Eugene Charniak University Professor of Computer Science

Professor Charniak became interested in computers late in his education as a physics undergraduate at the University of Chicago. He spent the summer between his junior and senior years programming a computer at Argonne National Laboratory for a high-energy physics experiment. During his senior year he started to read more about computer science. Having originally applied to graduate school in physics, he switched his focus and went to M.I.T. to study computer science, where he received his doctorate.

Brown Affiliations

Research Areas

scholarly work

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research overview

Eugene Charniak is interested in programming computers to understand language so that they will be able to perform such tasks as answering questions and holding a conversation. Prof. Charniak and his students write programs that collect statistical information about language from large amounts of text then apply the statistics to new examples.


Other recent work uses statistics that relate the probability of a particular referent based upon a variety of factors: how far back it is in the text, the typical gender of the antecedent phrase, etc. His motivation is primarily theoretical, but there are also many applications for this research, including automatic language translation, computer telephone operators, and web search engines that answer questions.




research statement

Eugene Charniak is interested in programming computers to understand language so that they will be able to perform such tasks as answering questions and holding a conversation. This is far beyond our current capabilities, so research proceeds by dividing the problem up into manageable subparts. Prof. Charniak's research is called "statistical language learning." He and his students write programs that collect statistical information about language from large amounts of text, then apply the statistics to new examples. For example, much of his recent research has been on statistical models of syntactic parsing—grammatically identifying parts of speech and learning the rules for sentence formation, an exercise akin to the sentence diagramming that most of us did in school. Most researchers believe it is a small but important step toward true language understanding.


Prof. Charniak and his students have also been looking at statistics-based programs for determining the referents of pronouns. For example, in the sentence, "After Helen cleaned the piano she played some Brahms," the program would be trained to figure out that "she" refers to "Helen" (and not "the piano"). He uses statistics that relate the probability of a particular referent based upon factors like how far back it is in the text, the typical gender of the antecedent phrase ("Helen" vs. "the piano"), etc. His motivation is primarily theoretical, an effort to learn how language understanding is possible. However, there are also many applications for this research, including automatic language translation, computer telephone operators, and web search engines that answer questions.

funded research

Global Autonomous Language Exploration (PI), International Business Machines Corporation, $275,000, 11/7/2005-10/31/2006

Learning Syntactic Semantic Knowledge for Parsing (PI), National Science Foundation-Information Technology Research, $500,000, 2001-2004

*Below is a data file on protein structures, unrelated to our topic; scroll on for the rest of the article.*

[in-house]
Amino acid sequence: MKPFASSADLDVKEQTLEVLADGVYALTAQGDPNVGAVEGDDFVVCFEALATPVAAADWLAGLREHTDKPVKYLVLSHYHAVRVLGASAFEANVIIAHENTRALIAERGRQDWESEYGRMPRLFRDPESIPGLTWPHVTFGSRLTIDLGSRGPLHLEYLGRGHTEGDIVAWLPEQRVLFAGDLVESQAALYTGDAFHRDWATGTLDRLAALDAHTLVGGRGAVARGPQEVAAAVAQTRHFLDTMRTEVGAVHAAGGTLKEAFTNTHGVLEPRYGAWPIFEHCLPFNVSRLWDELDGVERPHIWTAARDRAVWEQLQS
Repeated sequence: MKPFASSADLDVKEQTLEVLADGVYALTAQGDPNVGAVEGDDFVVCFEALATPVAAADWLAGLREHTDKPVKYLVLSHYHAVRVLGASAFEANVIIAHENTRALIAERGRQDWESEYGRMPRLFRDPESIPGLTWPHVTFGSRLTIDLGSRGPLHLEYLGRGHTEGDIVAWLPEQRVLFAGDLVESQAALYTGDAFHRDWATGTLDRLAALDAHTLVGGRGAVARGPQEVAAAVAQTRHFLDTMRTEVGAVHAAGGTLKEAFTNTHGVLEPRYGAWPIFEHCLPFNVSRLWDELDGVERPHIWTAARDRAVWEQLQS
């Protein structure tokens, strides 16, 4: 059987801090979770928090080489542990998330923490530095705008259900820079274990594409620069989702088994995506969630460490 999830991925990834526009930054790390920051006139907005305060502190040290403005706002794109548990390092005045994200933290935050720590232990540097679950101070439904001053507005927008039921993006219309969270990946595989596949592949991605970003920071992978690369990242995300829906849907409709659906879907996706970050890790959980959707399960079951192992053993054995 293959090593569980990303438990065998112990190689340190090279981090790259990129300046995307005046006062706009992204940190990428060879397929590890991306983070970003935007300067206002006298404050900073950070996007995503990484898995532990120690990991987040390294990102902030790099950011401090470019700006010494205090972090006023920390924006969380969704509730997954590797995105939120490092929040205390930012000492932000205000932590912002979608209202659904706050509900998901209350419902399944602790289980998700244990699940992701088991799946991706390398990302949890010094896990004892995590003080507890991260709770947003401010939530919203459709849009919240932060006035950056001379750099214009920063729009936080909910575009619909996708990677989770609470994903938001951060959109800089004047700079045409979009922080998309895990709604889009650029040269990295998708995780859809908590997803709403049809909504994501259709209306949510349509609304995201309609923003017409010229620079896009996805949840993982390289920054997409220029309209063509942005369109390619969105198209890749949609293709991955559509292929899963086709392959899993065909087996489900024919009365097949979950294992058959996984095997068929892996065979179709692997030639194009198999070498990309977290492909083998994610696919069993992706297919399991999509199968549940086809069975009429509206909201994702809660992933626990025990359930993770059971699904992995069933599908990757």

Robust Knowledge Discovery from Parallel Speech and Text (PI), National Science Foundation, $300,000, 2000-2004

Structured Statistical Learning (PI), National Science Foundation, $775,420, 1997-2000

AI Approaches to Statistical Language Models (PI), Office of Naval Research, $304,384, 1996-1999

Improved Statistical Language Models (PI), National Science Foundation, $224,914, 1994-1997

High-Performance Computing Environments (PI), Defense Advanced Research Projects Agency (DARPA), $2,697,175, 1991-1994

High-Performance Design Environments (PI), Defense Advanced Research Projects Agency (DARPA)/Office of Naval Research, $2,580,000, 1991-1996

A Probabilistic Approach to Text Understanding (PI), Office of Naval Research, $277,879, 1990-1993

A Probabilistic Approach to Natural Language Understanding (PI), National Science Foundation, $180,000, 1989-1992

Language Comprehension (PI), Office of Naval Research, $171,895, 1988-1990

Multiparadigm Design Environments (PI), National Science Foundation, $3,504,831, 1988-1993

A Single-Semantic-Process Theory of Parsing (PI), National Science Foundation, $295,240, 1986-1989

An Approach to Abductive Inference in Artificial Intelligence Systems (PI), National Science Foundation, $120,818, 1985-1987

Digital Design Understanding as Motivation Comprehension (PI), ITT, $49,600, 1983-1986

Ideographics (Co-PI), Defense Advanced Research Projects Agency (DARPA)-Office of Naval Research (ONR), $1,700,000, 1983 - 1987

Research on Natural Language Processing (Frame Selection) (PI), National Science Foundation, $131,920, 1981-1984

Automated Technical Documentation and Assistance (Co-PI), Office of Naval Research, $891,084, 1980-1985

The Computer Solution of Word Problems in Inventory Control as a First Step Toward a Program Which Learns from Textbooks (PI), Office of Naval Research, $464,626, 1979-1988

Computer Science and Computer Engineering Research Equipment (PI), National Science Foundation, $55,096, 1979 - 1980

Computer Science and Computer Engineering Research Equipment (PI), National Science Foundation, $55,096, 1979-1980